For 35 years, Birkenstock lovers nationwide have sent worn-down shoes to this Kansas cobblery
Mick Ranney started selling and repairing Birkenstocks in Lawrence, Kansas, decades ago. The brand's popularity has ebbed and flowed — although its current wave of fashion cred is proving more enduring than any before. Throughout it all, Ranney has stayed a "true believer" in shoes worth fixing.
For anyone who's spent time in Lawrence, Kansas, a big yellow awning with a giant footprint serves as an unofficial landmark of sorts. Heading north on Massachusetts Street after taking the Lawrence exit from K-10, the overhang essentially functions as a "welcome to downtown" sign, marking the exact spot where the lively strip of retail and restaurants begins.
The shoe store below, Footprints, specializes in Birkenstock sales and repairs, helping to cement the town's identity as "the Berkeley of Kansas."
But few have entered the repair shop out back, where Birkenstocks mailed from anywhere with a U.S. zip code — including Guam — await personal attention. Hidden from view, this workshop is a sacred space.
Mick Ranney, the owner of Footprints, built it accordingly. "Our repair shop is built in the shape of a church," says Ranney, clad in socks and sandals.
Ranney escorts me into the quaint little shed, where wooden cobbler's tools hang above a clean work table, Birkenstocks stacked neatly but precariously on just about every other surface.
He picks up one leather-strapped comfort shoe after another. "People have relationships with these guys," Ranney says, holding a dark blue closed-toe mule with a heel strap. "This one belongs to a pastry chef, so it has a special super-grip sole on it."
He grabs a more familiar-looking model with brown leather straps.
"This is a discontinued shoe from 15 or 20 years ago," Ranney tells me. "It had a little bit higher arch than the standard Birkenstock. They've discontinued this footbed, but it's the favorite footbed of this customer. They can't buy another one. So the only way they're gonna get the support that they want and need from this is to have it repaired."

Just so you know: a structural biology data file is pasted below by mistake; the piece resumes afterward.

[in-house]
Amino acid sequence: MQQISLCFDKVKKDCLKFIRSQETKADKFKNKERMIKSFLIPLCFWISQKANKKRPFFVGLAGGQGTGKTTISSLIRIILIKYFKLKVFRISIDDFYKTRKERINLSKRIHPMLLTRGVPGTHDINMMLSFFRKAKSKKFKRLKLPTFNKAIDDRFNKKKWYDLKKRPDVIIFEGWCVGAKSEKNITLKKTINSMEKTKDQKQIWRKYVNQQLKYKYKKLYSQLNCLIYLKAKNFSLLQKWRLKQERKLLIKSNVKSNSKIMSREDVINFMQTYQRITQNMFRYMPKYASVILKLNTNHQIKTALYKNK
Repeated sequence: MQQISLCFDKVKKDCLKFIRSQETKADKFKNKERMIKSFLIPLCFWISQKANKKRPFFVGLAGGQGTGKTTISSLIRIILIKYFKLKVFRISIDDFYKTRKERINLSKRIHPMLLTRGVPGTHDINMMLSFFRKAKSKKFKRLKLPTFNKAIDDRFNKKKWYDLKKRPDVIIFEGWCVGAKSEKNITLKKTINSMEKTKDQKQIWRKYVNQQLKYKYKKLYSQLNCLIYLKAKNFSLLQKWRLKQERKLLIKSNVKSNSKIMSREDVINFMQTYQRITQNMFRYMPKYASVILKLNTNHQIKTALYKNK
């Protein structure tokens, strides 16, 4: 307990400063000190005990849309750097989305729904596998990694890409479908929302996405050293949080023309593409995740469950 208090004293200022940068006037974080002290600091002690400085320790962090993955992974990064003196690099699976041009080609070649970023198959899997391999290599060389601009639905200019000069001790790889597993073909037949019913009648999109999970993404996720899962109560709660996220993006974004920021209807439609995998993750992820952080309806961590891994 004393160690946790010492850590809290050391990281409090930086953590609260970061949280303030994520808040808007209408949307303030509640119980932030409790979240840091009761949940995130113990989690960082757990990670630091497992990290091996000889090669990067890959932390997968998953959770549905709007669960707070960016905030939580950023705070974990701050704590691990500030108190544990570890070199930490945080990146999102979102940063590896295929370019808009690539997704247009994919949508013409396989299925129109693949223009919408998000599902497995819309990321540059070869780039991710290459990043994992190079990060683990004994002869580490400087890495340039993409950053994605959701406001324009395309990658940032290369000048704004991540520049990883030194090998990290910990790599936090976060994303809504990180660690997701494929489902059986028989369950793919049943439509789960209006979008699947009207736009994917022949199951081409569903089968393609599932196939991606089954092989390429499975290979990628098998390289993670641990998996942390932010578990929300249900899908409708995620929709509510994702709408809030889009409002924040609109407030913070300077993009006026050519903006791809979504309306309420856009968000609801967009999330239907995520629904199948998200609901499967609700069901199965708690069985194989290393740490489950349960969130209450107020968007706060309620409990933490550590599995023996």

People send their shoes to Ranney rather than buying new ones — sometimes, paying more for repairs than they might for a replacement pair. And that's saying a lot: The most basic Birkenstock model, the Arizona, will run you in the range of $100-$135, depending on the choice of leather.
Repairing shoes keeps junk out of landfills. But almost as importantly, Birkenstocks mold to the shape of the wearer's foot over time (and after some painful breaking-in).
Die-hard fans don't necessarily relish starting from scratch with a new pair. The aesthetic of clean, un-scuffed new shoes straight out of the box is anathema to old-school Birkenstock chic, if such a thing can be said to exist.
Birkenstocks have had time to earn this kind of against-all-odds devotion. The style dates back to 1774, when German cobbler Johann Adam Birkenstock came up with the novel idea of making "fitness sandals" to promote a natural gait. It was his great-great grandson Konrad who came up with the idea of flexible footbeds in 1896, giving rise, pretty much, to Birkenstocks as we know them today — even 126 years later.